I mentioned Mill before, but something important to add is that the number of cards with activated abilities in graveyards is sharply down, by about 53%. We're mostly left with a couple new zombies with similar return-to-play abilities as some we've seen before, plus all the old stuff.



I mentioned I think it's going to largely be an 18 land format already, but it's worth noting that there's also very little fixing in this set. You have Terrarion, a green 2 mana 0/3 common that needs to die to Rampant Growth you, and a very strange 3 mana rock. Then there's the smattering of duals and fixing you had from last pack (Fork in the Road, duals, Wild-Field Scarecrow), but that is much diminished now. Even if you assume you can always kill Primal Druid to get the effect, fixing is down 35%, to less than 10 pieces opened per draft now. In fact, you're more likely than not to see more fixing in the last pack than in the first two combined. Worse still, a lot of that is tied up in uncommon duals from SOI, which will be very unreliable to be your colors. Almost all the rest is green. So 3 colors is a very strong no-go, and you really don't want to splash unless you have a massive incentive - I'm talking Tamiyo here.

As a side note, there are way fewer lands in this set as well, such that the number is down nearly 60%, and almost all of those are in pack 3. That does mean that you'll see more spells, which in turn means that you'll likely be taking from a slightly higher quality cut of cards, in terms of what you actually play - though this effect will be minor.


As a note here, I am not including combat tricks or bounce spells as removal; there are some other cards which I had to choose one way or the other, as they aren't hard removal per se, but but often incapacitate a creature; I tend to include these as removal, but it's a bit of a judgment call - certainly all the numbers here are within a margin that, depending on what's good or bad in the format, it could 'go either way'.

More about specific kinds of removal when I get to creature size in a moment. For now, I'm going to say that there's about 7% more removal overall now compared to before. At instant speed, though, it's about 6.7% less; when you look at interactive spells at instant speed (including bounce and flicker), we're about the same, and when you add in the flash creatures, the current format is again in that same 7% range lower than we were before.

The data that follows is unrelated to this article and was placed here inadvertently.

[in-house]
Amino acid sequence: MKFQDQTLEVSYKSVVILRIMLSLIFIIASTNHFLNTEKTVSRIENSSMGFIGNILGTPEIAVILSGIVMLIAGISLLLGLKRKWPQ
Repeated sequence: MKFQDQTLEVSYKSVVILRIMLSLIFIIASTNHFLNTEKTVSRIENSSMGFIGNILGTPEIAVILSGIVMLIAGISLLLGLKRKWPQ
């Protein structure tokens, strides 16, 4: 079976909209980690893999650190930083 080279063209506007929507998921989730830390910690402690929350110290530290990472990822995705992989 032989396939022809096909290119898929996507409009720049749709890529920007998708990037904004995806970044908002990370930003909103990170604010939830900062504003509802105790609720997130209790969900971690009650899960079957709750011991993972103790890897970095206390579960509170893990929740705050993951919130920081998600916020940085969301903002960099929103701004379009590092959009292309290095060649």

Creature Size

Overall, creatures are slightly more expensive than they were in triple SOI - an increase of about 1 CMC, which is about 3.4%. However, this doesn't take into account things like Emerge, and in any case this is well within the margin of "but how good are the cards" changing the conclusions there.

The average toughness of a creature now is 2.70, compared to 2.74 previously, and the average power is down to 2.39 from 2.57. Again, there are playability issues here, but there is something significant in terms of the shift to a lower Power:Toughness ratio. That means the format will likely be a little slower, with more groundstalls. More groundstalls make evasion better, but the rate of flying is also down by about 13%, so those cards probably go up in value ever so slightly.

I would be remiss to not note that these figures don't take into account the 2/2 zombies and 1/1 flying spirits which still litter the plane, nor do they account for the now fairly common 3/2 Eldrazi Horrors.

When you look at actual distributions, 2 is the most common power for a creature, followed closely by 3, and a bit further behind by 1. Only 9 or so creatures per draft have power greater than 3, at least without looking at the back half of DFC. On toughness, 3 edges out 2, with 1 still being ahead of 4.

More concretely, when you're looking at creature combat, defensively, a 2/4 is where you start to get a very stable body. It stops the tokens, eats most of the 2s and 3s, and bounces off of most things until a few 4 drops and a decent number of 5s can rumble through. Moving up to 3/4 allows you to eat almost all 2s and 3s, and most of the 4s, and 4/4s are bigger than just about everything below 5 mana, and not smaller than much even then. The 5th point of toughness lets you live to block to the vast, vast majority of attackers.

Offensively, the 2nd point of power is as important as ever, to provide a threat and be at least able to trade with basically any playable creature. The 3rd point gets you to where you at least trade with cards up to 4 and 5 drops (and even with some of those). The 4th point of power means very little is going to straight-up eat your creature, and very little will bounce with it as well. There are a few X/5s in the format, but for the most part, 4 power will be able to attack more or less freely. The third toughness is important, as usual, to be able to get through 2/Xs, but the 4th is pretty important, here, too, with a healthy number of 3/2s, 3/3s, and even some 3/4s, plus all the Eldrazi Horror 3/2 tokens.

In short, the creature sizes vary pretty typically for a modern limited format. It's not the world were Bears rule the roost and Pikers are fine to hold off the bears, as Origins was, nor is it the one with lots of giant monsters all around, as BFZ was - though it's a lot closer to the latter than the former.

In terms of how the creature sizing interacts with toughness-based removal:
1 or less toughness = 19.5% of creatures
2 or less toughness = 48.6% of creatures
3 or less toughness = 79.6% of creatures
4 or less toughness = 92.7% of creatures
5 or less toughness = 97.6% of creatures
6 or less toughness = 99.0% of creatures
7 or less toughness = 99.96% of creatures
13 or less toughness = 100% of creatures (base stats)

Again, these numbers don't take into account tokens, which typically have 2 or sometimes 1 toughness.